The Wolf Post offers a professional service with free access, without subscription.
For this reason, a donation would also be a sign of appreciation for our work.
The history of the wines of Provence has ancient roots that date back to about 2,600 years ago, when the Phoenicians founded Marseille by introducing a plant then still unknown in France: the vine.
From the second century BC the Romans settled in the Ligurian lands, colonized four centuries earlier by the Phoenicians and developed the culture of the vine, creating in those places the Roman Province: Provence. The Romans enlarged the empire and the vine followed the conquerors. In this way the vineyard progressively reached other regions of Gaul: the Rhone Valley, Beaujolais, Burgundy, Gascony and Bordeaux.
In the Middle Ages, after the fall of the Roman Empire, the vine returned to grow in Provence thanks to the monastic orders. From the 5th to the 12th century, the abbeys of Saint-Victor in Marseille, Saint-Honorat on the Lerins islands off Cannes, Saint-Pons in Nice and Thoronet in the Var produced wine not only intended for consumption by the monks but also for trade. .
From the fourteenth century, nobles, notables of the kingdom and the great officers of the Royal Army would have acquired and managed many Provençal vineyards, laying the foundations of modern wine-growing Provence.
A centuries-long history, whose prestige is disclosed and promoted by the Provence wine route, an association that protects this heritage, as explained by Samuele Garnier, enotourism consultant, Project Manager of the Provence Wine Route.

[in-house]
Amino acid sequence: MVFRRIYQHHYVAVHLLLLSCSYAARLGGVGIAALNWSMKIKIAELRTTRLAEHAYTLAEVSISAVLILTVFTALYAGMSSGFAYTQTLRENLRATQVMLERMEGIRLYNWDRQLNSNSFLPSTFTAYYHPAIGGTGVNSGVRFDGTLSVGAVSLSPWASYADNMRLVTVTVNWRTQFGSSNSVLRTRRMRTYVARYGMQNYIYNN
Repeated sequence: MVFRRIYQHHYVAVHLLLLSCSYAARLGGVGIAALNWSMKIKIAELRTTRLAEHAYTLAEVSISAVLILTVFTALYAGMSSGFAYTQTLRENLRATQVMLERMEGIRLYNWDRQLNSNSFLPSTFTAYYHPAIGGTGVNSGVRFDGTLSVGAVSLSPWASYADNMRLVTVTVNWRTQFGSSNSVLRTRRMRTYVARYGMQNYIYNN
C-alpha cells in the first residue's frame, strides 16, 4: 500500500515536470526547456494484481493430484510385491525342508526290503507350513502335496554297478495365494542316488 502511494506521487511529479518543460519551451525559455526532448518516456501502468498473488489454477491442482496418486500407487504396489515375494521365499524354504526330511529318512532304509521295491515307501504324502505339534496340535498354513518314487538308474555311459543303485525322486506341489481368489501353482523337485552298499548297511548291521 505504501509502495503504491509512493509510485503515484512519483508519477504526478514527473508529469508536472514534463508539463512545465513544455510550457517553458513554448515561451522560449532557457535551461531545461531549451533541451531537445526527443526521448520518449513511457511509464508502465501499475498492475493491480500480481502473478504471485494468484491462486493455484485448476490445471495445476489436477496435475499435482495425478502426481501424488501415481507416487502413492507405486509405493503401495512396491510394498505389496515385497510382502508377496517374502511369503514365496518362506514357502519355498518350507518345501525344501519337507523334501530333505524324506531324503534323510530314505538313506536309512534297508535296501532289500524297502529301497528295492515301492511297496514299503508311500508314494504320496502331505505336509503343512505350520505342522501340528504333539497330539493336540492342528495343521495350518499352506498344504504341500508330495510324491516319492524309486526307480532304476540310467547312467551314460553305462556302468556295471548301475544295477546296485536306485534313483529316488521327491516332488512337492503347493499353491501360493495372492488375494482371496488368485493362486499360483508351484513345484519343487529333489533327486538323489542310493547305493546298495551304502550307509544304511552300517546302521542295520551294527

Since your Association was born, what objectives have you achieved and what remains to be achieved?
The Provence Wine Route network was established by the Regional Chamber of Agriculture in 2011, with the aim of promoting Provence as a wine tourism destination. The notoriety of Provençal wines (90% rosé, 8% red and 2% white) has continued to develop since the mid-2000s, however, many visitors come to Provence for a stay in the sun, the art of living, landscapes and the sea but not specifically for wines. The aim was to increase the number of visitors to the vineyard, informing visitors better, supporting winemakers in the development of their wine tourism hospitality activities, developing a road sign infrastructure, as well as a website and a road map that focuses all useful information information for visiting and tasting www.routedesvinsdeprovence.com. The network is well developed with nearly 450 associated farms (Cooperative cellars, Domains, Castles, on AOP Côtes de Provence, Coteaux Varois en Provence, Coteaux d’Aix en Provence, Bandol, Cassis, Bellet, Palette, Les Baux of Provence…). The Provence Wine Route is also present on the social networks Facebook and Instagram. However, the road to the development of wine tourism remains long and we continue our efforts to help the development of collective projects, events and to make our wine region known to the many wine routes in the spirit of meeting with winemakers and sharing the know-how and values of the winemaker.
Through which services/activities do you encourage the dissemination of the Provence Wine Route?